From Modern Mythcraft to Magical Surrealism

A Christmas Carol Redux

There are many, many adaptations of the original story. A Christmas Carol (1938) and Scrooge (1951) are probably the most popular. It may not be a coincidence that both watered down the original story, leaving out the creepier supernatural aspects. Marley’s visit, for example, is less scary in the 1938 version, leaving out the ghosts moaning outside the window. This version was the most popular until television reshowings of Scrooge from 1970 onward made it more popular.

Considerably darker is a television version with George C. Scott from 1978. Scott, most famous for playing Patton, is appropriately gruff and hostile as Scrooge while Edward Woodward plays a creepy Ghost of Christmas Present. This one is quite dark compared to the 1938 and 1951 versions, but has attracted a following due to its faithfulness to the story, particularly the supernatural darkness of it. The spirits who visit Scrooge are ghosts, after all, and not very friendly ones. It’s also my favorite of the traditional adaptations.

One of the most intriguing adaptations was the stage version of the story with Patrick Stewart in 1991. In this one-man show, Stewart played every character–male, female, young to old, large and small. This gave him ample opportunity to stretch his acting skills. Eventually, Stewart also played A Christmas Carol on television in 1999, though this time, he played only Scrooge.

The parodies and modernizations usually work better for me that the traditional versions. This may be because the parodies reflect Dickens’ sometimes whimsical humor and the modernizations highlight the social commentary. They are also more likely to be supernatural in approach.

My main problem with faithful adaptations is that the humor in the novella doesn’t always translate well without coming across as twee or forced. Some characters, like Tiny Tim, never seem to work on screen. Too often, Tiny Tim comes across like Timmie in the “Lassie” movies in his wide-eyed cheer. One is tempted to tell Lassie to leave him in the mine shaft next time.

Also, not that many readers or viewers of the story know or care how things were back in Victorian England, so updating the situations often brings the social criticism into higher relief. Humorous adaptations include films like The Muppet Christmas Carol (1992) and Scrooged (1988), the latter being my favorite of all of the adaptations. The Muppet Christmas Carol is Muppet mayhem business as usual. Set in Victorian England and including child-friendly songs, it cracks jokes and breaks the fourth barrier on occasion. Kermit the Frog (the John Denver of the Muppet world) is naturally Bob Cratchit. It’s no Muppet Treasure Island, but if the Muppets tickle your funny bone, you’ll enjoy this entry, too. If they irritate you, stay away.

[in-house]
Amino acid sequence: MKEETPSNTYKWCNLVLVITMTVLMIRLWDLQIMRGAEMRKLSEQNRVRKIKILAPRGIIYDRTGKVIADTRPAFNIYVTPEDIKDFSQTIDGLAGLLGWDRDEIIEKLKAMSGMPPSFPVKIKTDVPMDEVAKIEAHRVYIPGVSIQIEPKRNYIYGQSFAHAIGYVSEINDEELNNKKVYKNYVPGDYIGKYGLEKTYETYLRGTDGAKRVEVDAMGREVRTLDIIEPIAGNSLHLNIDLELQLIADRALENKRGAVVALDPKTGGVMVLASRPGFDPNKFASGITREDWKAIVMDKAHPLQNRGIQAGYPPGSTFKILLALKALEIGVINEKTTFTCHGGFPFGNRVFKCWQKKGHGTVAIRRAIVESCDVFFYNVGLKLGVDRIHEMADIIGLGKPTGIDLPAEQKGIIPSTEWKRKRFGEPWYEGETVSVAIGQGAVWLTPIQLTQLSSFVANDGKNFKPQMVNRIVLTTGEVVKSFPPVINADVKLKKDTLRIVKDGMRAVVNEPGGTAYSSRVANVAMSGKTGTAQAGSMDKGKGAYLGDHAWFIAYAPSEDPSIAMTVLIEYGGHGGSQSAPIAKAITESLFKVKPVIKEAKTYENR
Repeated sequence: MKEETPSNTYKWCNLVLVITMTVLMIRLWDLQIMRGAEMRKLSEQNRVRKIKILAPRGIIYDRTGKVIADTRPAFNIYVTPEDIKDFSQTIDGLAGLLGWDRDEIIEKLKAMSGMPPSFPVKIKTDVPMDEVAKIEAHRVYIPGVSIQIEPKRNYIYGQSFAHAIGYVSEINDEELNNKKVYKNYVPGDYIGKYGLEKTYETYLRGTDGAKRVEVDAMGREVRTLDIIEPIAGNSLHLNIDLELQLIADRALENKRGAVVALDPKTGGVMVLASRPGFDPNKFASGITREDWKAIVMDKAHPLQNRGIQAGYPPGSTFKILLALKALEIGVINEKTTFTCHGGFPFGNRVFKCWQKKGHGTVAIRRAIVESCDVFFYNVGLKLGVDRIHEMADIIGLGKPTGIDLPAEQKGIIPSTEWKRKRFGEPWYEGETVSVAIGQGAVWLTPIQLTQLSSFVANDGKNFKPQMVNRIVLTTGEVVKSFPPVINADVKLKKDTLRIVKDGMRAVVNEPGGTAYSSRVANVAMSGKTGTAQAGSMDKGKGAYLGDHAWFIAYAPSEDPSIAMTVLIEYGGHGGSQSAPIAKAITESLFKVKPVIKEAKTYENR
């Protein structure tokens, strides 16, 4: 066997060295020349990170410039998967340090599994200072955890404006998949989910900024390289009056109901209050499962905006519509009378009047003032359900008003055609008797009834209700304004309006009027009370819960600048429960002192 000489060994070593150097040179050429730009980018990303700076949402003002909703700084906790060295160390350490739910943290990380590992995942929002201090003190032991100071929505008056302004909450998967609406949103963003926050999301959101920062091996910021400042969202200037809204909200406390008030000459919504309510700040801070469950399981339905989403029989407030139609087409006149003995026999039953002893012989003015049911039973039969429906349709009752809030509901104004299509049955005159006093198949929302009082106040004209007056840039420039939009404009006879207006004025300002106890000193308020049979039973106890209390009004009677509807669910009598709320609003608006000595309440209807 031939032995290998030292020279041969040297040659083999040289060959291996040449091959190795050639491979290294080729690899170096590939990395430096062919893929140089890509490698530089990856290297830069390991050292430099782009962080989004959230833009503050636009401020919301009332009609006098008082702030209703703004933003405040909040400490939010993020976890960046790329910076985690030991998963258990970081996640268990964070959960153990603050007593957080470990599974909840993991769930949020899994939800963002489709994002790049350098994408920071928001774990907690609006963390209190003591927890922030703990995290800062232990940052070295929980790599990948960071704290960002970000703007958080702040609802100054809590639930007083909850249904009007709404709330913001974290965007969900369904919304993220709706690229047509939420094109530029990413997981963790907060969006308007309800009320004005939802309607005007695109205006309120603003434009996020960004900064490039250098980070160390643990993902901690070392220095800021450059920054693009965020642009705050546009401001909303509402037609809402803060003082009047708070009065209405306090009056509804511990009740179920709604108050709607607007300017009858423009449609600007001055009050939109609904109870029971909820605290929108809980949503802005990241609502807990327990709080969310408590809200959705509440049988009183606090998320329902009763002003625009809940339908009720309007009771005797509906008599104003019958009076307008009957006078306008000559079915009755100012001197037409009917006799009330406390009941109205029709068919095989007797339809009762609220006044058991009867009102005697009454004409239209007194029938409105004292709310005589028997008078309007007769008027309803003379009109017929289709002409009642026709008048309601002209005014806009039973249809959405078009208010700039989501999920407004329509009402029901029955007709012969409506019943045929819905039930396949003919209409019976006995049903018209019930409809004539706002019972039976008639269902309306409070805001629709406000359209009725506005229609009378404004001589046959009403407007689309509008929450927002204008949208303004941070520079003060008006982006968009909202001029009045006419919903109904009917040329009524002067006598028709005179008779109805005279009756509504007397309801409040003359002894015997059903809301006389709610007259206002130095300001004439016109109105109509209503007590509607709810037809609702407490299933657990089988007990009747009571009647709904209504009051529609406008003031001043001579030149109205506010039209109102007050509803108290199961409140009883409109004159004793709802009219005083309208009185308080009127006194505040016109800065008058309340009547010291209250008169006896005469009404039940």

Scrooged is a lot darker and more cynical; it’s also very funny. Actor-comedian Bill Murray was still trapped in his stand-up image when he played nasty ’80s-style TV network president Frank Cross, a man obsessed with producing the biggest and sappiest TV production of A Christmas Carol (called “Scrooge” in the film) ever. Murray makes Cross a parody of Michael Douglas’ Gordon Gecko from Wall Street (1987). But he livens up the story with his own version of Scroogian nastiness as he slowly unravels in the face of the utter chaos of the story. Alfre Woodard plays his straight-woman Cratchit as Frank’s long-suffering personal assistant. But she still gets in some snark of her own.

Probably the best part of the film is Carol Kane as a bubbly, psychotic Ghost of Christmas Present desperately in need of some mood-stabilizers. She beats Frank up, declaring, “The truth hurts, Frank!” And when he threatens to rip her wings off, she warbles, “You know I like the rough stuff, Frank!” Their sadomasochistic relationship, though brief, sums up the blatantly cynical attitude in the television industry twenty years ago. This version remains funny and fresh because really, how much has changed?

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